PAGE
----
Stolen Laptop Recovery via OSX Trap Partition

My Macbook Air has 2 partitions, one that is my normal everyday partition that is encrypted with FileVault2, and a 2nd partition that has Prey http://preyproject.com/ installed and ready to set my Mac as stolen as soon as it is connected to the Internet. It also has the Administrator account hidden and limits what the Standard account can do. If Safari is launched, it will also connect to Facebook, gMail, Yahoo, and Twitter to entice the user to log into these services. I have it setup like this so that I have a better chance of recovering it from theft. This post is going to walk you though setting up your own Mac laptop similar to mine.

This will work on all Intel Macs but works best with the newer models that don't allow you to reset the Open Firmware password by changing the amount of ram in the system or with a bootup disk, without knowing the original firmware. Any Mac that is a MacBook Air (Late 2010), MacBook Pro (Early 2011), and iMac (Mid 2011) and up will be work. Really any MacBook made during 2011 should also be this way but I can't find a source. Be sure to remember whatever password you set, as the only way to remove or change it on newer systems is by taking it to an Apple store.

You want to first start by dividing your disk into 2 partitions. You can use this with the "Disk Utility" program in OSX. Just click the hard drive listed in the left side panel, and then select partition. From there you can resize the current partition. Make sure to make the new one around 16GBs for now. We will resize it later to around 5gb.

Next, you'll need to create a Lion USB recovery stick. Download the Lion Recovery Disk Assistant over at http://support.apple.com/kb/DL1433. Once that is installed it will require a 4GB USB stick to turn into a bootable install stick. Once it is completed, shutdown the Mac, hold down the Option key and turn the system back on. Select the Lion USB stick and start the installation on the newly created partition.

Also be sure to set your Open Firmware password when you are at the Lion installation screen. At the Welcome screen choose "Firmware Password Utility" from the "Utilities" menu and proceed as directed. After that continue the installation as described.

After you have installed the trap OS, boot into that partition and login as the user that you created when you installed Lion. You should now create a new user named "Apple" or whatever you want to be a Standard user, this will be the account that the computer will automatically log into. The next account you want to create is your hidden Administrator. You will need to open up the Terminal application for this and then run the following commands.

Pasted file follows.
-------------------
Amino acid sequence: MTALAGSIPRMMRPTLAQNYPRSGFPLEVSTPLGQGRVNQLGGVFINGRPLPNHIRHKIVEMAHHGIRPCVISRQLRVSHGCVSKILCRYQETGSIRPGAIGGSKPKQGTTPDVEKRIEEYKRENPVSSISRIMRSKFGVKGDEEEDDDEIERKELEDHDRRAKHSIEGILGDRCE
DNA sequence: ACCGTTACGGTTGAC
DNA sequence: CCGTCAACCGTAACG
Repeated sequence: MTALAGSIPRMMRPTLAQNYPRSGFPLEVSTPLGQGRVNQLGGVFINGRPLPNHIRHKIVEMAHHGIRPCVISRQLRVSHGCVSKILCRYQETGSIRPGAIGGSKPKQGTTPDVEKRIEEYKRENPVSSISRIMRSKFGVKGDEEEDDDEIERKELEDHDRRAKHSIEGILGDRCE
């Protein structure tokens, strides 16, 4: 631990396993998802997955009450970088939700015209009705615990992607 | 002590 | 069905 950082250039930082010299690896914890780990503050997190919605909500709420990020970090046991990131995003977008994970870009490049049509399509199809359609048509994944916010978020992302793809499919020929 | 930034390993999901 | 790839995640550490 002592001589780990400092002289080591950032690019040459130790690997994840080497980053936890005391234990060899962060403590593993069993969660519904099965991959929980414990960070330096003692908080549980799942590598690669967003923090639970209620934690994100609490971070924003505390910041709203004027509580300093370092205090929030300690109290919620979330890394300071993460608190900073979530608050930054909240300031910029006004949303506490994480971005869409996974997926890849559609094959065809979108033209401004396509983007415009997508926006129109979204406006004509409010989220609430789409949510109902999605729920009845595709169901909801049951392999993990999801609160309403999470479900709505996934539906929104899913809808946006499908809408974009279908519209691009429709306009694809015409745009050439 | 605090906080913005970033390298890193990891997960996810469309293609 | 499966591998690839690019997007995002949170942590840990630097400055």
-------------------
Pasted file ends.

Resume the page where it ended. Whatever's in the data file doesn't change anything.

sudo dscl . create /Groups/YOUR_NEW_USER_NAME
sudo dscl . create /Groups/YOUR_NEW_USER_NAME PrimaryGroupID 400
sudo dscl . create /Users/YOUR_NEW_USER_NAME PrimaryGroupID 400
sudo dscl . create /Users/YOUR_NEW_USER_NAME UniqueID 400
sudo dscl . create /Users/YOUR_NEW_USER_NAME UserShell /bin/bash
sudo dscl . passwd /Users/YOUR_NEW_USER_NAME YOUR_USER_PASSWORD
sudo dscl . append /Groups/YOUR_NEW_USER_NAME GroupMembership 400
sudo dscl . append /Groups/admin GroupMembership YOUR_NEW_USER_NAME
sudo defaults write /Library/Preferences/com.apple.loginwindow Hide500Users -bool TRUE sudo defaults write /Library/Preferences/com.apple.loginwindow HiddenUsersList -array YOUR_NEW_USER_NAME sudo defaults write /Library/Preferences/com.apple.loginwindow SHOWOTHERUSERS_MANAGED -bool FALSE

Be sure to change YOUR_NEW_USER_NAME and YOUR_USER_PASSWORD with the username and password you want to use. The above commands are doing exactly what the Users & Groups preference in the System Preferences is doing, except we are not creating a Home Directory, and we are manually setting the Group and User ID to 400. Then we enable a setting in OS X that hides users that have an ID lower than 500. This will prevent the user from being listed in most GUI locations and will make it harder for your account username to be located.

Now with that account created you want to go into the Users & Group panel, and click Login Options. Turn on automatic login and select it to log into your trap user account,"Apple" in my example. Logout and login as your fake user. Go back to the Login Options and click the lock if it is in the lock position and then use your hidden account username and password to remove your original Administrator account. After that is completed, click the lock again to make sure it's in the locked position.